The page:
Powered by MOMENTUM MEDIA
realestatebusiness logo
Subscribe to our newsletter SIGN UP

Counting the costs

22 January 2013 Reporter

Should your business be charging ‘Landlord Paid Advertising’? Our experts give you the tools to start implementing this necessary fee right now

Vendor Paid Advertising (VPA) is not a new term in the real estate industry, but it is a staple. For years, motivated vendors have been reaching deep into their pockets to ensure their property gets the finest marketing possible.

They know if they sit on the first page of a listing website they double their chances of a buyer looking at their property. They realise the importance of having a branded signboard out the front of their home to attract passers-by, and to get the neighbours pondering an upgrade. For the vendor it is a no-brainer – they invest money in their final sale price.

Unfortunately, ‘Landlord Paid Advertising’ (LPA) is slightly more obscure. Don’t get me wrong, LPA is around and many businesses are charging it. But are you – and more importantly, your landlords – getting the full benefit of this added cost?

According to Fiona Blayney, director of Blayney Potential Plus, LPA is an untapped source of income for many businesses.

“To me [LPA] is one thing everyone in the industry should have,” she told Residential Property Manager.

“One of the biggest things you do for a landlord is to market their property and get the right tenant. At the moment, LPA is just something businesses have chucked into their fees, and not really given too much thought.”

WHY IMPLEMENT LPA?

The benefits of an LPA campaign are two-fold – for the property manager and the landlord – according to Amy Sanderson, head of property management for LJ Hooker. She says it is the perfect way to cover costs.

“Internet subscriptions and newspaper advertising are very expensive and we need to ensure we recoup those funds from somewhere,” she says.

“Secondly, it is also about buy-in from the investor client, similar to Vendor Paid Advertising.

“When a client has paid money up-front for something, they are more committed to achieving a result with you.”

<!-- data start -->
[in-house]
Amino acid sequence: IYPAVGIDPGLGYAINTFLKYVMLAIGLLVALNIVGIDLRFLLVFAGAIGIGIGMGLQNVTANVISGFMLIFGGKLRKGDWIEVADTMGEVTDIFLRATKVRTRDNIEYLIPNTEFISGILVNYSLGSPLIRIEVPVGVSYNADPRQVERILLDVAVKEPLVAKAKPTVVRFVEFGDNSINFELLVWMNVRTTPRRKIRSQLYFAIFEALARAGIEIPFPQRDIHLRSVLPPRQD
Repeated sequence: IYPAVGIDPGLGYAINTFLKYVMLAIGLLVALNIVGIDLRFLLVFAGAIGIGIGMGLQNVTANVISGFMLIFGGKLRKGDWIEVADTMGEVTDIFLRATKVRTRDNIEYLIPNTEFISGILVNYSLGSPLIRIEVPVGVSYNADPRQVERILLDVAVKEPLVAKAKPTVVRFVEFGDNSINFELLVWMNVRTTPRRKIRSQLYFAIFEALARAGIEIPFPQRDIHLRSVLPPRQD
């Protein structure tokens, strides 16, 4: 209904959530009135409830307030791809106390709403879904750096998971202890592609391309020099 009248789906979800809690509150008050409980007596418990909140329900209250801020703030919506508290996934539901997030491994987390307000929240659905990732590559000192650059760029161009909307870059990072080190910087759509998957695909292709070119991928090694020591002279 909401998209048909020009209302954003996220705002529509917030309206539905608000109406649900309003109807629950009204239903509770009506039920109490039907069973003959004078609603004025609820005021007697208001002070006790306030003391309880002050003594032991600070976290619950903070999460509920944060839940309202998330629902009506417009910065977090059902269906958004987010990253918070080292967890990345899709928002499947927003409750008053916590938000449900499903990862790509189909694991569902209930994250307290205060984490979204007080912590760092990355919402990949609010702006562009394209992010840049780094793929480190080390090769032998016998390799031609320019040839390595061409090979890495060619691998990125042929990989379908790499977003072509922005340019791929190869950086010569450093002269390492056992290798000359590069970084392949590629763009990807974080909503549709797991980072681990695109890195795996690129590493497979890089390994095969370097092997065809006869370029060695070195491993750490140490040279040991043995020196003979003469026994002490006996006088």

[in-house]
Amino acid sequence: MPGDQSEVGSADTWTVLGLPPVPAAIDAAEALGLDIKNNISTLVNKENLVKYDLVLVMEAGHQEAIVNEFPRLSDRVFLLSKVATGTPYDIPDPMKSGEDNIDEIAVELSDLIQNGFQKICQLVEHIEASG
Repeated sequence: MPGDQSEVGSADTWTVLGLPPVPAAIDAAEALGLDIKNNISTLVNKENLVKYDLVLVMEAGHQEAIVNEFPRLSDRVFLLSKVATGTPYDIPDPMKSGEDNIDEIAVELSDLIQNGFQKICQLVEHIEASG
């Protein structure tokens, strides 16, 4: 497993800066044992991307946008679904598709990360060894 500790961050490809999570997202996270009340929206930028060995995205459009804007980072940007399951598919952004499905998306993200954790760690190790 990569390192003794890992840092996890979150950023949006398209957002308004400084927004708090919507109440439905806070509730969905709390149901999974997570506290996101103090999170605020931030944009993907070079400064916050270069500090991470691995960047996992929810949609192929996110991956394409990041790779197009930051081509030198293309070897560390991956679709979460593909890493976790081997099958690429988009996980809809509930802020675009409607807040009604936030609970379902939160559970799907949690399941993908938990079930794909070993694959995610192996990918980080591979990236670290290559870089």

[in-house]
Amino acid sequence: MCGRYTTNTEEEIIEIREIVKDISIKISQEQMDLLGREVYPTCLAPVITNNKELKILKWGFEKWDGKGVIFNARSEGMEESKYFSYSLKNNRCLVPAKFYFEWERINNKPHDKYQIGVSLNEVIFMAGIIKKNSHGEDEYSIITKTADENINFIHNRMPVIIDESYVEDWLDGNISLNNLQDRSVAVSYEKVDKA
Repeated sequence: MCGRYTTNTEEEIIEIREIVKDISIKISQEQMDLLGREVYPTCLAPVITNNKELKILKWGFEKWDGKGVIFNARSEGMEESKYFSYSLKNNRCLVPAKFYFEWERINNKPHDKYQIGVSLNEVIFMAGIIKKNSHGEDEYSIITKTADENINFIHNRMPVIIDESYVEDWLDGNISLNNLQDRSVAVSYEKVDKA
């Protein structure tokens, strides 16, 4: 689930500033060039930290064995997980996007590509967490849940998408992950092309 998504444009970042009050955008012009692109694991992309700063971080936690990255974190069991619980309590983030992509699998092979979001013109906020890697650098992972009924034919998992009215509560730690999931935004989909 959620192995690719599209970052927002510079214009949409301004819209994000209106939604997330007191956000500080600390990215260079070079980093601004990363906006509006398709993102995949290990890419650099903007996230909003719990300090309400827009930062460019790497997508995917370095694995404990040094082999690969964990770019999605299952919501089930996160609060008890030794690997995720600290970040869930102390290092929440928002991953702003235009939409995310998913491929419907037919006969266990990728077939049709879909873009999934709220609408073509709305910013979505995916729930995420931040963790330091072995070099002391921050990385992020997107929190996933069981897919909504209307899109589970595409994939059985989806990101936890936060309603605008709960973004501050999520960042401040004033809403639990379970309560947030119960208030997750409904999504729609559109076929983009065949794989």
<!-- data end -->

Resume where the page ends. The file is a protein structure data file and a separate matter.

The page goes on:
Tara Milzewki, Harcourts state operations manager for property management in Queensland, believes a comprehensive advertising campaign will put your property management department ahead of your competitors.

“The property management department will be seen as the agent of choice amongst the competition. As with selling a home, the property management first impression is what counts, and the presentation of the advertising will help the agency to stand out,” she says.

Those principals who do not implement LPA in their business are giving away their services and skills for free, says Michael Connelly, head of network property management at McGrath.

“My bet is many principals would have heart failure if they really knew how much they were giving away for free,” he says.

READ the full interview in the latest issue of Residential Property Manager – ON SALE NOW
Click here to subscribe to Residential Property Manager.

Counting the costs
lawyersweekly logo
FROM THE WEB
Recommended by Spike Native Network
Listen to other installment of the Real Estate Business Podcast

Network or independent?

Independent
Network, the bigger the better
Network, but midsized
Niche group, small and agile
Do you have an industry update?
REAL ESTATE BUSINESS NEWSLETTER
Ensure you never miss an issue of the Real Estate Business Bulletin. Enter your email to receive the latest real estate advice and tools to help you sell.